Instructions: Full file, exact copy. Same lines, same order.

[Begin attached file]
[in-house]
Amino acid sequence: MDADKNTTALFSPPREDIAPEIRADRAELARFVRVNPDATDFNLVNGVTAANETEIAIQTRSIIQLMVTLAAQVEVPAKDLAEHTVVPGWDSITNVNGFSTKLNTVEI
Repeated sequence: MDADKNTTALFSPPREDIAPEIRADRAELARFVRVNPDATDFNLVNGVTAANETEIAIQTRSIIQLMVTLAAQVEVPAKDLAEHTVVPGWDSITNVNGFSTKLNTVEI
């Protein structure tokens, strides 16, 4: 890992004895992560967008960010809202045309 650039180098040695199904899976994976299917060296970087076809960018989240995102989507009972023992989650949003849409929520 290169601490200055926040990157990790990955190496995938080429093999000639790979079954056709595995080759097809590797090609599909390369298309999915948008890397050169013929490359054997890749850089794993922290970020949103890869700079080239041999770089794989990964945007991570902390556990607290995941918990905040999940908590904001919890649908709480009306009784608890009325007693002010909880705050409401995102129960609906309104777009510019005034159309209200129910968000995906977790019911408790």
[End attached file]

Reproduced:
[in-house]
Amino acid sequence: MDADKNTTALFSPPREDIAPEIRADRAELARFVRVNPDATDFNLVNGVTAANETEIAIQTRSIIQLMVTLAAQVEVPAKDLAEHTVVPGWDSITNVNGFSTKLNTVEI
Repeated sequence: MDADKNTTALFSPPREDIAPEIRADRAELARFVRVNPDATDFNLVNGVTAANETEIAIQTRSIIQLMVTLAAQVEVPAKDLAEHTVVPGWDSITNVNGFSTKLNTVEI
């Protein structure tokens, strides 16, 4: 890992004895992560967008960010809202045309 650039180098040695199904899976994976299917060296970087076809960018989240995102989507009972023992989650949003849409929520 290169601490200055926040990157990790990955190496995938080429093999000639790979079954056709595995080759097809590797090609599909390369298309999915948008890397050169013929490359054997890749850089794993922290970020949103890869700079080239041999770089794989990964945007991570902390556990607290995941918990905040999940908590904001919890649908709480009306009784608890009325007693002010909880705050409401995102129960609906309104777009510019005034159309209200129910968000995906977790019911408790």